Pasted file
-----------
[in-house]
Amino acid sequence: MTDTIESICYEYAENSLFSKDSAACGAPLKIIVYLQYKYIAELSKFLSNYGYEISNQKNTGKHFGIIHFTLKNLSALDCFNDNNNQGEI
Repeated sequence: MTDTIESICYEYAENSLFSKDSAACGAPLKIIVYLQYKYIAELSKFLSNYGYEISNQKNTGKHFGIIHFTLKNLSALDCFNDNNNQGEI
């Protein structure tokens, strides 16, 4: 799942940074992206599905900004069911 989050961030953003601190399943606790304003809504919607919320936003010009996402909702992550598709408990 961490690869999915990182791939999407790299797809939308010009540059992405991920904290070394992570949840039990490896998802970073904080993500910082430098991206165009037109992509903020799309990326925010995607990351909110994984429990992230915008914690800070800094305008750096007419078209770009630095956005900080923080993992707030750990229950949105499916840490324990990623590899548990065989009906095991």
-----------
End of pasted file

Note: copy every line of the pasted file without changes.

[in-house]
Amino acid sequence: MTDTIESICYEYAENSLFSKDSAACGAPLKIIVYLQYKYIAELSKFLSNYGYEISNQKNTGKHFGIIHFTLKNLSALDCFNDNNNQGEI
Repeated sequence: MTDTIESICYEYAENSLFSKDSAACGAPLKIIVYLQYKYIAELSKFLSNYGYEISNQKNTGKHFGIIHFTLKNLSALDCFNDNNNQGEI
């Protein structure tokens, strides 16, 4: 799942940074992206599905900004069911 989050961030953003601190399943606790304003809504919607919320936003010009996402909702992550598709408990 961490690869999915990182791939999407790299797809939308010009540059992405991920904290070394992570949840039990490896998802970073904080993500910082430098991206165009037109992509903020799309990326925010995607990351909110994984429990992230915008914690800070800094305008750096007419078209770009630095956005900080923080993992707030750990229950949105499916840490324990990623590899548990065989009906095991």